BOLOGNA, Italy — While the rest of Italy commemorates the feast of St. Francis of Assisi Saturday, the city of Bologna does its own thing, celebrating the feast of St. Petronius, a bishop during the Roman Empire’s decline.
The Feast of St. Petronius incorporates various artistic performances, this year including salsa dancing and an orchestral concert of Vivaldi’s “Gloria,” on a stage set up in the city’s main square, Piazza Maggiore. The performance space is in front of one of Bologna’s most famous churches: the Basilica of St. Petronius.
Because of its central position and enormous dimensions, the basilica is often mistaken for the city’s cathedral, but its role as a symbol of the city goes deeper than its place on the landscape. The people of Bologna began building the church in the late 1300s and collectively owned it until 1929, according to Anna Brini, a tour guide.
At the time of the church’s construction, Brini said, “Bologna was an independent city-state, not under the control of a noble family or the Vatican. In that moment of freedom, Bologna wanted to celebrate by constructing a church that would be a symbol of its liberty.”
Bologna is relatively unique in Western history for its citizens’ ability to cooperate, as a true community, according to Father Marco Baroncini, secretary of the general services office of the Archdiocese of Bologna.
“Bologna has the first document in the world regarding freedom for slaves, and it’s the first political example of a commune,” he said. “For many years, that commune made money through its ability to cooperate without internal conflict. Bologna’s Towers, the city’s most famous landmark, are really signs of war: The families that constructed them wanted to demonstrate their great wealth in comparison to others. But the foundation of Bologna’s peacetime was always the commune’s ability to work together.”
From an artistic point of view, Father Baroncini added, “the Church of St. Petronius is an incredible beauty. It’s also one of the largest churches in the world,” covering a length of over 430 feet and a width of almost 170 feet.
At its conception, the basilica was, in fact, supposed to be the largest church in the world. What exists today is just the longest of the four branches that should have made up a structural cross. According to legend, those plans were nipped in the bud by Rome’s bishop at the time — Pope Pius IV; apparently he did not want his own basilica — St. Peter’s, currently the largest Catholic church on earth — to be upstaged. Another explanation for the halt in church construction is that a struggling economy in the 1500s prevented the Bolognese people from continuing to fund the project.
What is known with greater certainty is that Pope Pius in 1562 ordered the building of a university building directly adjacent to the basilica, which meant no future construction could ever occur.
Details about St. Petronius’ life are few and far between.
According to Brini, he was born in the late 4th or early 5th century into a well-to-do family of the Roman elite, likely in the Gallic Empire of modern-day France. He converted to Christianity, entered religious life, and made a pilgrimage to Jerusalem before arriving in Bologna, where he was named bishop in 431. At the time, Bologna (from “Bononia,” Latin for “the Beautiful”) was known as a central hub along the Italian peninsula.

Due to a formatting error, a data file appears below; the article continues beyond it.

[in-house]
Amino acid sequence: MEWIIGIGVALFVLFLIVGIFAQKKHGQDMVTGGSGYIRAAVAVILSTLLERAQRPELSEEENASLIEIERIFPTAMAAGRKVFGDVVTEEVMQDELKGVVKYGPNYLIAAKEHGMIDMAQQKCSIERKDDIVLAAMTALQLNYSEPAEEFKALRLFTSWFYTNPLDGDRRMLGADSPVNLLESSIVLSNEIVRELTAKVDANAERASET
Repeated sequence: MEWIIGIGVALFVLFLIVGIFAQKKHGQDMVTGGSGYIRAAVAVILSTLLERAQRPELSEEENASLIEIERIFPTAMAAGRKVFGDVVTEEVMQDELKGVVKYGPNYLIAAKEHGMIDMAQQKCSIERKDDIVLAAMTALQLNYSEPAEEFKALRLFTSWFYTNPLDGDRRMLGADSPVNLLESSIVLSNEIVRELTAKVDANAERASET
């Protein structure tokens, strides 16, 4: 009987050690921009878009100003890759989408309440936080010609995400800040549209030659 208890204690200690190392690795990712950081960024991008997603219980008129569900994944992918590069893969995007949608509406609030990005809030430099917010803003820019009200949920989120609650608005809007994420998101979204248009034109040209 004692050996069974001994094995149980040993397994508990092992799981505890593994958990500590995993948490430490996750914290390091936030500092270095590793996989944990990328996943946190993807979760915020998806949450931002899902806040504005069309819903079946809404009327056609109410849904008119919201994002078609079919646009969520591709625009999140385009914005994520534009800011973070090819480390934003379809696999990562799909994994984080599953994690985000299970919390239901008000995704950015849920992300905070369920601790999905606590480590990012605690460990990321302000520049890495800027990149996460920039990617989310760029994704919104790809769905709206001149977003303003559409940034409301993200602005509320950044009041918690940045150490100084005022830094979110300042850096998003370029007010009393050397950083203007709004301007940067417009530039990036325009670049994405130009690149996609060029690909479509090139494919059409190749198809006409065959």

Petronius lived during a period of great turmoil, in part because the Roman Empire had broken into two separate empires in the year 395. Due to political, social and economic upheaval, Brini said, Bologna “was an impoverished city by 431 AD, abandoned by the Romans and then plundered and destroyed by arriving barbarians.” It was at this point that Petronius, as official shepherd of Bologna, was charged with funding the city’s upkeep.
Legend has it that, to make money for bolstering up the struggling city, Petronius built a church in Bologna replicating Jerusalem’s Holy Sepulcher. This was apparently an attempt to attract moneyed Christian pilgrims to Bologna, who might otherwise have taken the longer, more expensive, and far more dangerous trip from Europe to the Holy Land to see the shrine, built by Emperor Constantine, where Jesus Christ is believed to have been crucified and buried.
Bologna’s Sepulcher, located 540 yards from St. Petronius’ Basilica, is now part of a large complex of seven churches collectively referred to as the Basilica of St. Stephen. The Sepulcher incorporates into its structure a small pagan temple, dedicated to Isis; like all temples to the Egyptian goddess, the temple was built over a well fed by an underground stream. Nearby is the only hill in Bologna’s modern-day city limits. To a strategic mind, according to Brini, this locale recalls Jerusalem itself: the temple representing the old world that Christ vanquished; the stream a miniature Jordan River; and the hill none other than the Mount of Olives.
Petronius allegedly imported relics from the Holy Land for the Sepulcher. These relics include a column, made of marble found only in the Middle East, to represent the one used during the flagellation of Christ; and a bowl, which is said to be where Pilate washed his hands of Christ’s trial.
Irrespective of these myths’ accuracy — which provide a colorful account of Petronius’ fundraising — Bologna’s patron is credited with philanthropic work. His most important legacy derives from his charitable work for Bologna’s poorest, whom he provided with food and money. He was also attentive to the city’s urban-planning needs, constructing houses and thus building up an entire city quarter.
“Petronius wasn’t the first bishop of Bologna,” Father Baroncini said, “but he is one of the most important ones because he helped build the city. Petronius’ festival is both religious and civic — because this saint attended to the city’s poorest.”